Objectives: MRI T2 hypointensity in multiple sclerosis (MS) gray matter, suggesting iron deposition, is associated with physical disability, disease course, lesion load, and brain atrophy. Ambulatory dysfunction limits quality of life; however correlation with conventional MRI remains poor.
Methods: Normalized intensity on T2-weighted images was obtained in the basal ganglia, thalamus, red nucleus, and dentate nucleus in 47 MS patients and 15 healthy controls. Brain T1-hypointense and FLAIR-hyperintense lesion volume, third ventricle width, brain parenchymal fraction and timed 25 foot walk (T25FW) were measured in the MS group.
Results: T2 hypointensity was present throughout gray matter in MS vs. controls (all p<0.01). Dentate T2 hypointensity was the only MRI variable significantly correlated with T25FW (Pearson r=-0.355, p=0.007) and was also the best MRI correlate of physical disability (EDSS) score in regression modeling (r=-0.463, R(2)=0.223, p=0.004).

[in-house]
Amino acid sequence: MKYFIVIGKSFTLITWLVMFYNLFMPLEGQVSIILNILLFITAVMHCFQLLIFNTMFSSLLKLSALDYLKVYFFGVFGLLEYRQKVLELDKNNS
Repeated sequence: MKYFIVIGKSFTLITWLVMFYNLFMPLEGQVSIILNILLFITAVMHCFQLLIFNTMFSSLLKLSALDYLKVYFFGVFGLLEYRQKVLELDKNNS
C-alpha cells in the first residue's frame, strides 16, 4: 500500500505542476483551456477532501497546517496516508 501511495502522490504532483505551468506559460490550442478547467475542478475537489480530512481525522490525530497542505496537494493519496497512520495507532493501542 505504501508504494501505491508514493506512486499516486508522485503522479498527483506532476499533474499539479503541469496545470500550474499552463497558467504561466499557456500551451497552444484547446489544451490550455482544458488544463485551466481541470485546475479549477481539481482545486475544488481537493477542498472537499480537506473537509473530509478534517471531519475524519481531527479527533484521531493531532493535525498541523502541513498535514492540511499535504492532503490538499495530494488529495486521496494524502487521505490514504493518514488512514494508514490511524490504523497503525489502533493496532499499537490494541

Conclusions: T2 hypointensity is present in subcortical gray matter nuclei in patients with MS vs. normal controls. Dentate nucleus T2 hypointensity is independently related to ambulatory impairment and disability, accounting for more variance than conventional lesion and atrophy measures. This study adds more weight to the notion that T2 hypointensity is a clinically relevant marker of tissue damage in MS.